Philadelphia Union Officials Simply Admit It Is?
For years and
years, federal investigators have been watching while International Brotherhood
of Electrical Workers (IBEW) Local 98 Business Manager John Dougherty and his
cohorts seemed to use their union’s forced dues-laden treasury as their
personal piggy bank.
years ago, in the summer of 2016, FBI agents searched Mr. Dougherty’s home as
well as a number of Local 98 offices and building sites.
But no arrests
came, and the Local 98 hierarchy continued to wield extraordinary power over
commercial construction jobs in the City of Brotherly Love and act as an
electoral kingmaker in local, state and federal politics.
Philadelphia citizens had ample reason to suspect that Mr. Dougherty, widely
referred to as “Johnny Doc,” and other shady construction union kingpins in
eastern Pennsylvania were still above the law — until a few weeks ago.
Alleges Johnny Doc, Associates Stole More Than $600,000 in Union Funds
On January 30,
Johnny Doc and five other Local 98 officers and staff members were charged in
the U.S. District Court for the Eastern District of Pennsylvania with
embezzlement, bribery and theft.
Also charged in the
116-count federal indictment were Bobby Henon, a former Local 98 operative who
has remained on the union payroll since becoming a Philadelphia city councilman
in 2011, and Anthony Massa, a contractor who has long been cozy with Johnny
prosecutors, over the course of roughly six years Johnny Doc and company stole
more than $600,000 in union funds, primarily dues and fees that the employees
under their control are forced to fork over as a job condition due to
Pennsylvania’s lack of a Right to Work law.
The loot was
allegedly spent on no-show jobs for relatives and other cronies of Local 98
bosses, multi-hundred-dollar meals at restaurants including the tony Palm
Philadelphia, and innumerable retail purchases ranging from big-screen TVs to
baby supplies and Lucky Charms cereal.
Local 98 chiefs are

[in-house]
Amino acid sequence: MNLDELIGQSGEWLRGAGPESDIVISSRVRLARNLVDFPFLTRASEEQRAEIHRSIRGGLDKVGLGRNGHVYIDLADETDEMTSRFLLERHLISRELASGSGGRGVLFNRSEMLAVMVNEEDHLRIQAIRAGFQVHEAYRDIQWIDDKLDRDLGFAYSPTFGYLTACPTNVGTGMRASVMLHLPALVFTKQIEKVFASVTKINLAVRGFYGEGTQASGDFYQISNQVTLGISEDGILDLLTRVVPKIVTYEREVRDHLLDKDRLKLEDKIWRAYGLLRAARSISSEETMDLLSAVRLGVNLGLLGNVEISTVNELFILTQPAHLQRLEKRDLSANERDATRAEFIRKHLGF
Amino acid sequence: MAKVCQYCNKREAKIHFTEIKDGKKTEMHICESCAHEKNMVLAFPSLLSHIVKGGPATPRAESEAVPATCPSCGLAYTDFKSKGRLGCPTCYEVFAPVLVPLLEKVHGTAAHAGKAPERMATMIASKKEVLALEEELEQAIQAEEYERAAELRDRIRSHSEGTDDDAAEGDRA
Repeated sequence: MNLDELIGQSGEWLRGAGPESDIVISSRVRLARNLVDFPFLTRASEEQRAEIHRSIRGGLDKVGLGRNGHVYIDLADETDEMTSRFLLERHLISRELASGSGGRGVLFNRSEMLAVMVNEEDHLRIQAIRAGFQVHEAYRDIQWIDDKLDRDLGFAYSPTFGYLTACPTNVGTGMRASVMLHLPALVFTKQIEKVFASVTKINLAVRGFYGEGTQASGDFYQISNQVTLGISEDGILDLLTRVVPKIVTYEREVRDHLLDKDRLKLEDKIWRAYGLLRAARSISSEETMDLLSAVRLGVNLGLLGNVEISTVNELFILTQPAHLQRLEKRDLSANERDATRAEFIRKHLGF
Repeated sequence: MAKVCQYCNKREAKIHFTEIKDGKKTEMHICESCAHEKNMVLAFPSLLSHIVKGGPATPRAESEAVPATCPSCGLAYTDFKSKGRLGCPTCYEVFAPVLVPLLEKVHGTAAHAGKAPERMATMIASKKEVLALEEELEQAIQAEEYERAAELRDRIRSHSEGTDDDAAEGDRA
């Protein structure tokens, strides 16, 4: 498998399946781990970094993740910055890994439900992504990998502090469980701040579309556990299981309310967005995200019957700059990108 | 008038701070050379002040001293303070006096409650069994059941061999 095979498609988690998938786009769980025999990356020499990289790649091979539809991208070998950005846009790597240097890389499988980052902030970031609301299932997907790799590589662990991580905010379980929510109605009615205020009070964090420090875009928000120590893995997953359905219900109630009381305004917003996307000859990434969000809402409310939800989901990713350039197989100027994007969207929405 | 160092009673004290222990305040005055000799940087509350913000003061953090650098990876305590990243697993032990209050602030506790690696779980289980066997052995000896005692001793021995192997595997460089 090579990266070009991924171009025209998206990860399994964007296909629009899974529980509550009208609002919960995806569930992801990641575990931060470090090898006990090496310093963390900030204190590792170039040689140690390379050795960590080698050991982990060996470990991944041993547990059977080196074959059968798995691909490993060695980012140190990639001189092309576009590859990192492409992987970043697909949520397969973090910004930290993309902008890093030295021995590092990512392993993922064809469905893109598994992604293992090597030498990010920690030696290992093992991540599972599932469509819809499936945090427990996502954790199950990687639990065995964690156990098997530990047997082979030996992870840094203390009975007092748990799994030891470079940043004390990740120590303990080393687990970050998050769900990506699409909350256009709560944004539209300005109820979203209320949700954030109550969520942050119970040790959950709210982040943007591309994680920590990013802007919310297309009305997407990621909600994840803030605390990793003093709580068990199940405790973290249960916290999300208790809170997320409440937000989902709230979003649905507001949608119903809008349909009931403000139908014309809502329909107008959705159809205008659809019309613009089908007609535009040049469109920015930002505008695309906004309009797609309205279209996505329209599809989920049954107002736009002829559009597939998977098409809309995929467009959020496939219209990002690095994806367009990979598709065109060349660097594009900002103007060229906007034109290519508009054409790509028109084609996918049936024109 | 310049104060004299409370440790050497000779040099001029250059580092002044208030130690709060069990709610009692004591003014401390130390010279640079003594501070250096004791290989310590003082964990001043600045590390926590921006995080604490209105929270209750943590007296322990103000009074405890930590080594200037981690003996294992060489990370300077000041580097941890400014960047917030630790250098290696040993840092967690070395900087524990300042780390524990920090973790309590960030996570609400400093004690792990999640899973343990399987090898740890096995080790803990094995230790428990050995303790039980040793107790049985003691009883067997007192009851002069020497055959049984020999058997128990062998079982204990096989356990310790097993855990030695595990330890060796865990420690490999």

also believed to have accepted bribes in the form of hundreds of thousands of
dollars in free construction work on their own homes, their other personal
properties, and the homes of relatives from Mr. Massa and George Peltz, a New
Jersey-based electrical contractor.
Hospital Was Allegedly Threatened by Dougherty-Backed Politician
Yet another charge
against Johnny Doc is that he directed his henchman on the city council, Mr.
Henon, to threaten a children’s hospital administrator for using union-free
labor to install MRI machines!
National Right to
Work Committee President Mark Mix commented:
“No one who had
been paying even minimal attention to the activities of the notorious Local 98
brass over the years could have been the least bit surprised to be told that
Johnny Doc and his lieutenants have been feathering their own nests at workers’
“More than a decade
ago, unionized Philadelphia contractor Gus Dougherty (who is not related to
Johnny Doc) pleaded guilty to bribing the Local 98 honcho in exchange for the
latter’s looking the other way while he shortchanged Local 98-‘represented’
employees on their wages and benefits.
“Gus Dougherty went
to prison, while no charges were filed against the man he admitted to bribing!”
Independent Source of Campaign Money’ in Pennsylvania
Despite the stench
of corruption that has long been emanating from Local 98 headquarters, federal,
state and local Big Labor politicians continued, right up to the day of the
indictments, to court them.
As Jeremy Roebuk
and David Gambacorta observed in a report on the indictments for the
Philadelphia Inquirer, the Local 98 machine is “the biggest independent
source of campaign money” in Pennsylvania:
“Union money and
manpower [financed mostly with dues workers are forced to pay, or lose their
jobs] have helped elect mayors, City Council members, county commissioners,